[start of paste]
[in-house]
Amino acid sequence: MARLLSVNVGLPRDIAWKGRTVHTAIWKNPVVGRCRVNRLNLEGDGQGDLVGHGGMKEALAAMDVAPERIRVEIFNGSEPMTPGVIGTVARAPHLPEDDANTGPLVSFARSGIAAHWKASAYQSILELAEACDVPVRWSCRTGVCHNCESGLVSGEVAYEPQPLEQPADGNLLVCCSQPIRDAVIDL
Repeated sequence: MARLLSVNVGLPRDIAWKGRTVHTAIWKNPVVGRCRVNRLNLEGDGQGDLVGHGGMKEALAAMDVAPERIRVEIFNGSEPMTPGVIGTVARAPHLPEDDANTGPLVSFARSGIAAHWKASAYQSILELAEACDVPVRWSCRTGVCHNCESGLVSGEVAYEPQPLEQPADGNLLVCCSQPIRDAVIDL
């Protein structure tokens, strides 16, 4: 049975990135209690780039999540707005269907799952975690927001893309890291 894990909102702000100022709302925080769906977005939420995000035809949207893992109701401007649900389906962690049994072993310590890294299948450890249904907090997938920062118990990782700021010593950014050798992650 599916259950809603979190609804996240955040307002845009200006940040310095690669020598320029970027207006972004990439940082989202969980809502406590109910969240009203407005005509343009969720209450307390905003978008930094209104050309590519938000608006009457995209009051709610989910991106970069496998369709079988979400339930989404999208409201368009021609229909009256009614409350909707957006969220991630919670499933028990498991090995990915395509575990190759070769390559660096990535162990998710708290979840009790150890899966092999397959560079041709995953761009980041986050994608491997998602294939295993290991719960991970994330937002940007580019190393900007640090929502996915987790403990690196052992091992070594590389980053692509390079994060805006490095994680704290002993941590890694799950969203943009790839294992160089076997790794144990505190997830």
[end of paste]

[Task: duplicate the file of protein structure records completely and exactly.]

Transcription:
[in-house]
Amino acid sequence: MARLLSVNVGLPRDIAWKGRTVHTAIWKNPVVGRCRVNRLNLEGDGQGDLVGHGGMKEALAAMDVAPERIRVEIFNGSEPMTPGVIGTVARAPHLPEDDANTGPLVSFARSGIAAHWKASAYQSILELAEACDVPVRWSCRTGVCHNCESGLVSGEVAYEPQPLEQPADGNLLVCCSQPIRDAVIDL
Repeated sequence: MARLLSVNVGLPRDIAWKGRTVHTAIWKNPVVGRCRVNRLNLEGDGQGDLVGHGGMKEALAAMDVAPERIRVEIFNGSEPMTPGVIGTVARAPHLPEDDANTGPLVSFARSGIAAHWKASAYQSILELAEACDVPVRWSCRTGVCHNCESGLVSGEVAYEPQPLEQPADGNLLVCCSQPIRDAVIDL
């Protein structure tokens, strides 16, 4: 049975990135209690780039999540707005269907799952975690927001893309890291 894990909102702000100022709302925080769906977005939420995000035809949207893992109701401007649900389906962690049994072993310590890294299948450890249904907090997938920062118990990782700021010593950014050798992650 599916259950809603979190609804996240955040307002845009200006940040310095690669020598320029970027207006972004990439940082989202969980809502406590109910969240009203407005005509343009969720209450307390905003978008930094209104050309590519938000608006009457995209009051709610989910991106970069496998369709079988979400339930989404999208409201368009021609229909009256009614409350909707957006969220991630919670499933028990498991090995990915395509575990190759070769390559660096990535162990998710708290979840009790150890899966092999397959560079041709995953761009980041986050994608491997998602294939295993290991719960991970994330937002940007580019190393900007640090929502996915987790403990690196052992091992070594590389980053692509390079994060805006490095994680704290002993941590890694799950969203943009790839294992160089076997790794144990505190997830």